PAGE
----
Hickstead is modifying its historic Derby Bank to make it more horse-friendly in time for this year’s DSF Derby. The obstacle hadn’t previously been changed for more than 30 years.
The Hickstead Derby Bank has been a part of the British Jumping Derby since the competition started in 1961. Hickstead owner, Douglas Bunn, wanted the Derby to be the ultimate test for horse and rider and the bank, together with the three elements of the Devils’ Dyke, is one of the course’s hardest obstacles.
The very first bank was built in 1961, using chalk with a casing of clay. However, it soon showed a tendency to slip, so the Bunns decided to replace it with a second bank, made of concrete and encased in clay, which was situated in a slightly different position within the arena. The second bank was built in 1969 and used for the first time in the 1970 competition.
The Bunns had been considering modifying the 1969 Bank for some time and their decision wasn’t linked to last year’s accident, when Geoff Luckett’s GG Barock broke an off-hindleg and had to be put to sleep.
“When it was built in the 1960s, many horses were educated in the hunting field and were no stranger to obstacles such as this. Today their preparation is much more specialised and we decided to keep up with progress and make the change,” explains Bunn.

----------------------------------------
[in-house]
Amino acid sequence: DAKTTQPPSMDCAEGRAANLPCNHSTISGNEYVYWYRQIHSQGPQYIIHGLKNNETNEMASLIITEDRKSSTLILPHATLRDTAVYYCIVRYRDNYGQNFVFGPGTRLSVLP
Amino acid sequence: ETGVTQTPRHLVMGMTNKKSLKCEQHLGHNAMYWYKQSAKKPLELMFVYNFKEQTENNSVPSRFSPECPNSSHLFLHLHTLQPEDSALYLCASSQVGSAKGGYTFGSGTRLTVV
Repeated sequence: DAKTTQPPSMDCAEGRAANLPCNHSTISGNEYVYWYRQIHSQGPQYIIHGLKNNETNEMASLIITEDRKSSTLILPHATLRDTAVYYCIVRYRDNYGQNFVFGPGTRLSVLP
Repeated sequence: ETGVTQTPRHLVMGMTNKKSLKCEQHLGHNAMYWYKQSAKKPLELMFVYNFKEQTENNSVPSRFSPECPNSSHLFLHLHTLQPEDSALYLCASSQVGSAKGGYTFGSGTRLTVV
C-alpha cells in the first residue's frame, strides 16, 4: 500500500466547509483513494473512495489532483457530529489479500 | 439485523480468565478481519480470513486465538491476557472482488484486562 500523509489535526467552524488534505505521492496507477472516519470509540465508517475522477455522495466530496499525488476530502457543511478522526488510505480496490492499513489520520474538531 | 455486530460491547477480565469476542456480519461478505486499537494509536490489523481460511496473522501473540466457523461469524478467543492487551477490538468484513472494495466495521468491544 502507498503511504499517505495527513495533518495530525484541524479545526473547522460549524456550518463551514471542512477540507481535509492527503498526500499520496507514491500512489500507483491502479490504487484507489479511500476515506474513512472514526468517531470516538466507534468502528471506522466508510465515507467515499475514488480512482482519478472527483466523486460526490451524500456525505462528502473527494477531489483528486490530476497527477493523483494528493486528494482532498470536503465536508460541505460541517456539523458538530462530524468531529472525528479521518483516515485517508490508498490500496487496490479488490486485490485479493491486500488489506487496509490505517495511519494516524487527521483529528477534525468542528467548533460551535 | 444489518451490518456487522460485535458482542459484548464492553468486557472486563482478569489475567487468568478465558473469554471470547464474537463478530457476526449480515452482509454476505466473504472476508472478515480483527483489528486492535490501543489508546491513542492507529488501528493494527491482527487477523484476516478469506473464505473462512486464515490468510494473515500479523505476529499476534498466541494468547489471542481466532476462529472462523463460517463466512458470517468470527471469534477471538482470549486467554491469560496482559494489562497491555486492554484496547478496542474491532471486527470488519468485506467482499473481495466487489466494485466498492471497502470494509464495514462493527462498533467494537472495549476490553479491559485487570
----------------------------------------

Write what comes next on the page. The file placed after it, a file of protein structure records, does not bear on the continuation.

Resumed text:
This year’s changes, which have been supervised by Edward Bunn, see the bottom slope of the Bank move to 7ft 6in from the vertical against the 6ft of the past. This modifies the descent from 52 to 60 degrees.
The new bank will be used for the first time in the DSF Derby, which takes place on the last day of the British Jumping Derby Meeting on 21 August. Incidentally, the 2005 DSF Derby could crown John Whitaker as its all-time champion if the Yorkshire rider manages to land another victory. Whitaker, who jumped Buddy Bunn to victory last year, has also bagged the Derby in 2000 with Welham, in 1998 with Gammon and in 1983 with Ryan’s Son. Another win would bring his Hickstead tally to five in a feat that has never been achieved before.
Meanwhile, the Arena UK showground in Grantham, Lincolnshire is about to change hands after Nottinghamshire businessman Norman Oley and his daughter Lauren Humphries bought it from the Lanni family. The transition, however, is likely to be very smooth and won’t affect the events that are scheduled to take place at the venue throughout this and next year. Oley and Humphries will retain Sarah Watson, who will become Arena UK’s General Manager, and John Lanni will be around in the early stages of the hand-over. Matthew Lanni will continue to do his show jumping training at the centre.
Oley and Humphries have also bought a 400-acre farm adjacent to the showground, which they plan to turn into an outdoor leisure centre with two cross-country courses.